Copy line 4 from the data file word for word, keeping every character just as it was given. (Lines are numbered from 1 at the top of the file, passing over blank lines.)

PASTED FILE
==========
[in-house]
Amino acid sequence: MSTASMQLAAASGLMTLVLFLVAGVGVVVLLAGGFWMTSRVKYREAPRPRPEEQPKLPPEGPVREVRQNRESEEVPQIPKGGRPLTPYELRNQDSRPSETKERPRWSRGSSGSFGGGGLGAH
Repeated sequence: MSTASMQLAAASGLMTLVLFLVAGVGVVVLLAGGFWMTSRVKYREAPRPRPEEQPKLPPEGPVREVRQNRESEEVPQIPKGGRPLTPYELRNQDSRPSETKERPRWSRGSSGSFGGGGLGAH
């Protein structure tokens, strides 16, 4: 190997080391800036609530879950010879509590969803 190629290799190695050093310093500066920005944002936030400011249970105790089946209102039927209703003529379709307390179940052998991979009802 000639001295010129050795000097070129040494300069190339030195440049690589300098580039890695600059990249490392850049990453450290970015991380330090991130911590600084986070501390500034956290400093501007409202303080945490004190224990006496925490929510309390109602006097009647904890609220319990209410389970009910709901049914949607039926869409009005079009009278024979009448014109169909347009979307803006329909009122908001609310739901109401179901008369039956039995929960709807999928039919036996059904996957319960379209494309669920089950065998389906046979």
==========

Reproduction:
């Protein structure tokens, strides 16, 4: 190997080391800036609530879950010879509590969803 190629290799190695050093310093500066920005944002936030400011249970105790089946209102039927209703003529379709307390179940052998991979009802 000639001295010129050795000097070129040494300069190339030195440049690589300098580039890695600059990249490392850049990453450290970015991380330090991130911590600084986070501390500034956290400093501007409202303080945490004190224990006496925490929510309390109602006097009647904890609220319990209410389970009910709901049914949607039926869409009005079009009278024979009448014109169909347009979307803006329909009122908001609310739901109401179901008369039956039995929960709807999928039919036996059904996957319960379209494309669920089950065998389906046979």